"A Taste Of" Beyond Difficult People

Wednesday, April 29, 2020 10:00 AM to 11:30 AM

More Information/Brochure PDF

This "A Taste of" on-line retreat is NO CHARGE.  An email will be sent the day before the retreat with a ZOOM meeting ID#.

Local churches can encounter unresolved conflicts, stagnant church practices, grief and anxiety as well as a plethora of ghosts of hidden “secrets.”  These “ghosts” may unexpectedly appear as we probe the system, hold up the mirror of self-reflection or ask difficult questions. Because they cause discomfort, church members can scapegoat others or “act out” in inappropriate behavior. Further, because churches are often welcoming places and conflict avoidant, difficult people or those with personality disorders can raise havoc in the congregation. This workshop explores ways to enter the emotional system while avoiding becoming a target of the anxiety. Through visual presentations, small group discussions, and case studies participants will learn skills to be a compassionate, non-anxious presence in tense situations and have a grid for understanding people with certain personality disorders that tend to be attracted to our churches.


About the leader(s)

Norman Bendroth

Rev. Dr. Norman Gendroth is a trained Transitional Ministry Specialist and a member of the Interim Ministry Network faculty. Ordained in the United Church of Christ, Dr. Bendroth has served non-profit agencies, settled churches and ten interim pastorates. Norman is a Board Certified Coach and Church Consultant. He is the editor of Transitional Ministry Today: Successful Strategies for Pastor's and Churches. (Rowman and Littlefield,2014). His website Wicked Awesome Church Consulting can be found at church-consultants.org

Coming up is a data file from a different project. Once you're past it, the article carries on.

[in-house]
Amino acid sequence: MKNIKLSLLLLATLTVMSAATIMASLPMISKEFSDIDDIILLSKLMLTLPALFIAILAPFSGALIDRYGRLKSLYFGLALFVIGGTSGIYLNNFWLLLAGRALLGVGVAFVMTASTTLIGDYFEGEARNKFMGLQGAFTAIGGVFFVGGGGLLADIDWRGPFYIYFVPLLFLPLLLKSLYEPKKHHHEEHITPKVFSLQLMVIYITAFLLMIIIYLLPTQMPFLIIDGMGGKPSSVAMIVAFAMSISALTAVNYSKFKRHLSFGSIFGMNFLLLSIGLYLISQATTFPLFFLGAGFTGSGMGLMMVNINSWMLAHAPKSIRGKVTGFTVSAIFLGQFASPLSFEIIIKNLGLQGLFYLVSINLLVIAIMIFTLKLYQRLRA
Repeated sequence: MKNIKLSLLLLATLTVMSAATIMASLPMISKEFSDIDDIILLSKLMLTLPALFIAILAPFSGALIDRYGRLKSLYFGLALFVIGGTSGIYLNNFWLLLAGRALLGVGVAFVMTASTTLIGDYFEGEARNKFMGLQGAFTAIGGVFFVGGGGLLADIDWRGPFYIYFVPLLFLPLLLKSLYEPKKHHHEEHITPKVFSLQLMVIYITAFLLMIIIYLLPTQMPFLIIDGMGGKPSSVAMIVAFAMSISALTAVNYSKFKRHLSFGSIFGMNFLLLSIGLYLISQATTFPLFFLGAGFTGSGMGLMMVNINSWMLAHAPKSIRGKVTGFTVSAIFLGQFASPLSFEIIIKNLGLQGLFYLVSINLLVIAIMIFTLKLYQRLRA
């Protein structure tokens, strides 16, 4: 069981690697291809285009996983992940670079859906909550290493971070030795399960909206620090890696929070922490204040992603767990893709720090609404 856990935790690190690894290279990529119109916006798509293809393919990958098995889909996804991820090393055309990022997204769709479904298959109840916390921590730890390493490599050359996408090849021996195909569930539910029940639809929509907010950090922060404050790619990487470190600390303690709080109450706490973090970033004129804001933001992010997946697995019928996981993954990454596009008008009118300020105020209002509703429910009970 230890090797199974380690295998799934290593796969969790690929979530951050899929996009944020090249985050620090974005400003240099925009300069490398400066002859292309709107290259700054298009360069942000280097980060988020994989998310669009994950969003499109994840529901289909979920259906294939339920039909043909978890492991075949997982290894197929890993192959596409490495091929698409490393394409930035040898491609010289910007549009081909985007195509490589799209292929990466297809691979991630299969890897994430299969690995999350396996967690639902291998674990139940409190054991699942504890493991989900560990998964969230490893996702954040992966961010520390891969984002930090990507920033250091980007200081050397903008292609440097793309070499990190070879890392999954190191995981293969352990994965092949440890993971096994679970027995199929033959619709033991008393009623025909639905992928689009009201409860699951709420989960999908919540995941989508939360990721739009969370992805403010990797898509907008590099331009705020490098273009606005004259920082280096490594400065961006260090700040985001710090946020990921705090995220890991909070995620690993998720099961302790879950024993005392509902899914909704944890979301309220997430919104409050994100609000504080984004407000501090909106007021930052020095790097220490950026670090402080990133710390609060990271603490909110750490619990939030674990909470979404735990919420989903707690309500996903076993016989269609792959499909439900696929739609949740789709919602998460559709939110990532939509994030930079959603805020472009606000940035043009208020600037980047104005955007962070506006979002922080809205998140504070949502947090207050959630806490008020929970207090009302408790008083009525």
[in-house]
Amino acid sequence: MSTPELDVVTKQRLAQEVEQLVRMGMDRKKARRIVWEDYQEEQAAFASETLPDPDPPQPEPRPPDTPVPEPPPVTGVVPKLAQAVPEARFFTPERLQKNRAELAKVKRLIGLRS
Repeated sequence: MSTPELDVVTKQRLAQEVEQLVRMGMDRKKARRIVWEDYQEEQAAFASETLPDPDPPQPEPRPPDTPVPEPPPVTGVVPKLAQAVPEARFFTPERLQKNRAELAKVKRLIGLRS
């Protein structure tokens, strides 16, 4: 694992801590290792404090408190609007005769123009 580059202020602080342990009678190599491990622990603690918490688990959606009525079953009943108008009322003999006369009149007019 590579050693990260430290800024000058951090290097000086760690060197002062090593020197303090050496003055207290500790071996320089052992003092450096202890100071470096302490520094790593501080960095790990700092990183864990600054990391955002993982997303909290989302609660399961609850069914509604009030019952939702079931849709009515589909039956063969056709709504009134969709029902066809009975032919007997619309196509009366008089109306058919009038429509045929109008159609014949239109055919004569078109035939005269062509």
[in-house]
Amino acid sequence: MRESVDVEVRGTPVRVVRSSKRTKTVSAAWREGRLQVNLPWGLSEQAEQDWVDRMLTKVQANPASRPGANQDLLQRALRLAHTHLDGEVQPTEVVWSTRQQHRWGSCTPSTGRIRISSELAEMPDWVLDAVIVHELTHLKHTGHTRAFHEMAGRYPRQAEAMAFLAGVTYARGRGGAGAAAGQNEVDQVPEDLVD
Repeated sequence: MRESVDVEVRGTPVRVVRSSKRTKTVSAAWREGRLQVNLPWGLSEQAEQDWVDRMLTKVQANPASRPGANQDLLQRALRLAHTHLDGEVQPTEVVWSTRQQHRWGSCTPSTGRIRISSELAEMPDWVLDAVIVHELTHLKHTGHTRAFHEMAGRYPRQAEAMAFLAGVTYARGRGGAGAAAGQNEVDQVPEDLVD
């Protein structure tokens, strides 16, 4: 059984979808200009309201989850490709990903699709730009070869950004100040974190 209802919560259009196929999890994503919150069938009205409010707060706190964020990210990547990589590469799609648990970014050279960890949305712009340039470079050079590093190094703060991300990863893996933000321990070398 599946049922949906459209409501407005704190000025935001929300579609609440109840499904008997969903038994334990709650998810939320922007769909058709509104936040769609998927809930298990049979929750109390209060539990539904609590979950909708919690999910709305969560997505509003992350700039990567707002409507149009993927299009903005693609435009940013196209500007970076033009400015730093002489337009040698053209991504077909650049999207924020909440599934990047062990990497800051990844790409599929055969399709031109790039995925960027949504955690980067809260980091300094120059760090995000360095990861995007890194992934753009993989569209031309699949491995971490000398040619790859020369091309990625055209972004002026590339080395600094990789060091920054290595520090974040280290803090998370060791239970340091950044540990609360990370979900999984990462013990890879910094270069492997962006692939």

Leslie Ann Chatfield

Leslie Ann Chatfield holds an M. Div. and is ordained in the United Church of Christ. She holds an MS in Special Education and holds current state certifications and endorsements.  She has completed all but her dissertation towards a PhD in Existential Psychology. In addition, she served for over a decade as a licensed social worker as part of a multi-systemic therapy team with families and adolescents who are identified to be ‘at risk.’ Leslie has been working in a variety of combinations of education and ministry for thirty years as a professional and as a consultant. Throughout her career the reflection on the existential meaning of one’s path and story has become central to her professional contributions.